It gives this production its edge.
Cast: Diane Keaton, Kevin Kline, Dianne Wiest, Richard Jenkins, Mark Duplass, Sam Shepard, Elisabeth Moss
Director: Lawrence Kasdan.
Director Lawrence Kasdan, a well-established member of the Hollywood set, has assembled some distinguished members of the older generation to flesh out his latest offering, his first in nine years.
What we have here is a host of celebrated names; Diane Keaton, Kevin Kline, Richard Jenkins, Sam Shepard and Dianne Wiest which gives movie-goers the correct impression that these veterans are in a homely story that centres on the characters’ finding a missing dog.
But, in between, there is a great deal of character interaction which helps to prop up a flimsy story-line.
Kevin Kline and Diane Keaton play a married couple, Joseph and Beth, whose zing has evaporated from their union. He is self-absorbed in his work and often distracted by other things. Their children have left the nest and the two survive each day as best they can.
One wintry day, the kind-hearted Beth finds a bedraggled dog at the side of the highway and takes him home, much to her husband’s reservations. Beth, however, develops a special bond with the rescued animal and he remains with the family.
Things take a dramatic turn when Joseph loses the dog after a wedding at their vacation home in the Rockies, and the distraught Beth enlists the help of the few remaining guests and a mysterious psychic young woman (who sees through the dog’s eyes) in a frantic search for the hapless hound.
Each member of the search party is affected by the adventure, which takes them in unexpected directions and addresses many relationship issues.
Diane Wiest and Richard Jenkins are an elderly couple who are working towards getting married, Avelet Zurer is the mysterious Gypsy woman, and San Shepard and Elisabeth Moss have cameo parts.
The acting is efficient, and is of a standard one would expect from a generation of experienced players, but nothing stands out. And while there are moments of wry humour, comic interludes and deep emotion, this folksy, well-intentioned exercise, loses its way and is a draining, drawn-out affair.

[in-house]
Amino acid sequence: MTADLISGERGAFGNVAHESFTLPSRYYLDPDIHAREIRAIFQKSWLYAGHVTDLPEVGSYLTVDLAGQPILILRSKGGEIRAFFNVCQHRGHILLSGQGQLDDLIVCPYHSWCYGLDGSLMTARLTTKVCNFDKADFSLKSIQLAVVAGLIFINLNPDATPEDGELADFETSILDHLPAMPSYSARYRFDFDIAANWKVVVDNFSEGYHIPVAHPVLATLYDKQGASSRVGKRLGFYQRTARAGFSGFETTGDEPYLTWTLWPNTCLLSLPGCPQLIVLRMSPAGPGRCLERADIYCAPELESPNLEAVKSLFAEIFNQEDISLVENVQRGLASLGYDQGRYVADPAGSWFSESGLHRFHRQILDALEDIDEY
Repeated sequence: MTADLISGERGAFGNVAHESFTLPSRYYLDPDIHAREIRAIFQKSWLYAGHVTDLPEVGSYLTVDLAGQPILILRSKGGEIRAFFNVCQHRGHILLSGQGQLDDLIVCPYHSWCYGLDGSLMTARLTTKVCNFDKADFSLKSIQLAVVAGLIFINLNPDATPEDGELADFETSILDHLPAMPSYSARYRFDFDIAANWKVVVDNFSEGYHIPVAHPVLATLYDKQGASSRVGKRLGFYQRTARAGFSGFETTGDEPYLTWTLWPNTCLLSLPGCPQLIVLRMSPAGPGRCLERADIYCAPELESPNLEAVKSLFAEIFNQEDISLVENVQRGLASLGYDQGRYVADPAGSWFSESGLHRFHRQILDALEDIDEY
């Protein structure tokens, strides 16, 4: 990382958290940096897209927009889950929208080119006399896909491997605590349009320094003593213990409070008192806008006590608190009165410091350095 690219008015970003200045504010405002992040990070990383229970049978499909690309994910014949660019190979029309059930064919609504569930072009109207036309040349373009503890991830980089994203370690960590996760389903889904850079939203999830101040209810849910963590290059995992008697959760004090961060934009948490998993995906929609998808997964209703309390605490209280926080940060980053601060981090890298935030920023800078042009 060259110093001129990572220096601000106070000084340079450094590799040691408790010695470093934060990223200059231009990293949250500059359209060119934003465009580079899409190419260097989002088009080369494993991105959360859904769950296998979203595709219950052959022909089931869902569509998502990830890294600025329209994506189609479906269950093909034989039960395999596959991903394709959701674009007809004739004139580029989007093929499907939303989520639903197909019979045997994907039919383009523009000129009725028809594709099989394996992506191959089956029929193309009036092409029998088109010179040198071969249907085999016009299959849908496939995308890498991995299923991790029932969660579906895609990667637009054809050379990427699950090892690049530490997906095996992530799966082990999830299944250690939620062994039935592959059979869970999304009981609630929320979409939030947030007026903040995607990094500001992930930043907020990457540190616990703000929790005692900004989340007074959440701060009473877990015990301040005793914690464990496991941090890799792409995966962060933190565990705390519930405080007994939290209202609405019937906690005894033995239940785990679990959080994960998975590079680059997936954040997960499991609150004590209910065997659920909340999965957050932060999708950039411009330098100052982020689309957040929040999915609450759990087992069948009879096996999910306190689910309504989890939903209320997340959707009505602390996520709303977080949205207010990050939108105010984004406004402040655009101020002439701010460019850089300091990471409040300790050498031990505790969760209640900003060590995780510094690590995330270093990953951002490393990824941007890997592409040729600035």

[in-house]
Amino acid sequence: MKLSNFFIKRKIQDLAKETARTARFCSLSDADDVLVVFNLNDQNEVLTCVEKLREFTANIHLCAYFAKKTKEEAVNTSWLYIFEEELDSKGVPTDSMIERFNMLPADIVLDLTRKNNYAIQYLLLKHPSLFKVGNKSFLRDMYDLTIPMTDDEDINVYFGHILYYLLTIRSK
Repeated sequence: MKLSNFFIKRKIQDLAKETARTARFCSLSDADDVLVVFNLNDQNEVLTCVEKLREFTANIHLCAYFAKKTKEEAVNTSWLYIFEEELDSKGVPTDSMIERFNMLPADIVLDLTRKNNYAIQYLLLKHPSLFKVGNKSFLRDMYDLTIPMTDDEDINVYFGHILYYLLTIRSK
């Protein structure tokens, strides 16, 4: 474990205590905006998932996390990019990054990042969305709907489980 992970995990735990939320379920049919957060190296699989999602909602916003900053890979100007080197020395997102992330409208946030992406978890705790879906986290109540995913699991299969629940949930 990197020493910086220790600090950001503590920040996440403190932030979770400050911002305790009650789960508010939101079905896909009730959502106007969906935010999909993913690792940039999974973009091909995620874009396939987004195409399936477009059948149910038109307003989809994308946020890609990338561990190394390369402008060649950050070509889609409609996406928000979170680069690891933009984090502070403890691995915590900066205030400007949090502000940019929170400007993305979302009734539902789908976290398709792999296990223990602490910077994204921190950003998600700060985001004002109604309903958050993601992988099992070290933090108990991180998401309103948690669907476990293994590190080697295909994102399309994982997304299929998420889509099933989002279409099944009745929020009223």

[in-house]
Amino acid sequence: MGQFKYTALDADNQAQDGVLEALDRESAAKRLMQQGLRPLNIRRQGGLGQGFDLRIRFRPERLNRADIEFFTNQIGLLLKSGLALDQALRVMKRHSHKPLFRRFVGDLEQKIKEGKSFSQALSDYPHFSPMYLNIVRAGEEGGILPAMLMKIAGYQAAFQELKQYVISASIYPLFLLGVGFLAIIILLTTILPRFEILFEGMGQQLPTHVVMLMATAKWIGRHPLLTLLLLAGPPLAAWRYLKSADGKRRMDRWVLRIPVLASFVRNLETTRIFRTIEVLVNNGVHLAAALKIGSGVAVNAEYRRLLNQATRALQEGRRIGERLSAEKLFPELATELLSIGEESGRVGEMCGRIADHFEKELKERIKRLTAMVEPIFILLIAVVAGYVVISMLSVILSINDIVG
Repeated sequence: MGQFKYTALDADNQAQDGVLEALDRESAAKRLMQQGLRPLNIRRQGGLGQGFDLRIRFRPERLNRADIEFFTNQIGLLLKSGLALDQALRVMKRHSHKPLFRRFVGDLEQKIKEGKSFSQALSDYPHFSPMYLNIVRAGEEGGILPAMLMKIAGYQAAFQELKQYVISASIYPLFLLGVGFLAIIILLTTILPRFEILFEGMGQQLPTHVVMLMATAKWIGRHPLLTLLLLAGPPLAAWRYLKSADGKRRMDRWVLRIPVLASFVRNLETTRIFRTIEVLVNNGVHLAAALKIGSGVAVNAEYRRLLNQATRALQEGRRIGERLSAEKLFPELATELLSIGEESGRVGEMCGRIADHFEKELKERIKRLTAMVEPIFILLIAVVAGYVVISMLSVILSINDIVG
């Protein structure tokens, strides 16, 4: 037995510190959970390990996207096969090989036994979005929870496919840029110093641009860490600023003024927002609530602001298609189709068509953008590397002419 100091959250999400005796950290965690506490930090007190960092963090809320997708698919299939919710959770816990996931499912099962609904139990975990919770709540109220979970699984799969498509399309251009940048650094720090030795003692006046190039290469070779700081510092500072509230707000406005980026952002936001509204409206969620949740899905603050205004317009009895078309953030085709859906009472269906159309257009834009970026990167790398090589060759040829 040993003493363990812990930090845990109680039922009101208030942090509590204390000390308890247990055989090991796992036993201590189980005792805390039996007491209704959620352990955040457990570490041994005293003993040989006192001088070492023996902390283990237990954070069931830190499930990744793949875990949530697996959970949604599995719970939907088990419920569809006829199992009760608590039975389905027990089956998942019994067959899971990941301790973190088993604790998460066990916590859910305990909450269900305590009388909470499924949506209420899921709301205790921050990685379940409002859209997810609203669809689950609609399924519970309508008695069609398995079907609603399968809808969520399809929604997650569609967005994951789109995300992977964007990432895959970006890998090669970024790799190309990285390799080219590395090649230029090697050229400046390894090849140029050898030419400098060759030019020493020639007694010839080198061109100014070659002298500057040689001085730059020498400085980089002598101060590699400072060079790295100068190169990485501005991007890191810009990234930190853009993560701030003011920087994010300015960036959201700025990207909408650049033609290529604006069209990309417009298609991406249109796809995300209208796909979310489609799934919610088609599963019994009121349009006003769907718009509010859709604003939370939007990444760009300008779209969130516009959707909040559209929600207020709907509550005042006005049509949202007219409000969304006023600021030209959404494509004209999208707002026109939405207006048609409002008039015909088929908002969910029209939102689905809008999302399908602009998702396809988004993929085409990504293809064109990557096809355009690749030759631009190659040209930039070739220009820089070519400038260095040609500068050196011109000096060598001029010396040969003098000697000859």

Lawrence Kasdan’s screen credits fascinate. He wrote “The Empire Strikes Back” and “Raiders of the Lost Ark” and also directed “Body Heat,” “The Big Chill” and “Silverado.” He co-wrote the screenplay of “Darling Companion” with his wife, Meg, using many of his Hollywood friends.
In the end, one cannot ignore the feeling, though, that this is a dinner-table anecdote extended into a teary, full-length feature. I loved the dog.
Feldman has been a journalist and arts critic for over 45 years and served on The Star in various capacities for 35 years, ending up as a specialist writer on films, music and theatre. During that time he travelled extensively on assignments and interviewed many international film and pop stars, both in South Africa and overseas. He also covered some of South Africa's biggest film and musical events. He is active in the freelance field and his work over the past 12 years has appeared in a variety of South African newspapers and magazines. He writes regularly for Artslink.co.za, The Citizen, South African Jewish Report, The Sunday Independent and is a contributor to "Eat Out" Magazine. He also contributes movie reviews on Mondays to The Gordon Hoffman Easy Morning Show on 1485 Radio Today (www.1485.org.za) and has worked on TV in his specialist capacity. Over the years Feldman has been the recipient of several awards for his contribution to music journalism and the SA record industry. He wrote lyrics for some top artists, including Sipho Mabuse, and had a hit disco single, "Video Games," which was released in 1988. After retiring from The Star in April, 1999, Feldman joined the PR and events management company, Dlamini Weil Communications, where he currently works as an entertainment and media consultant.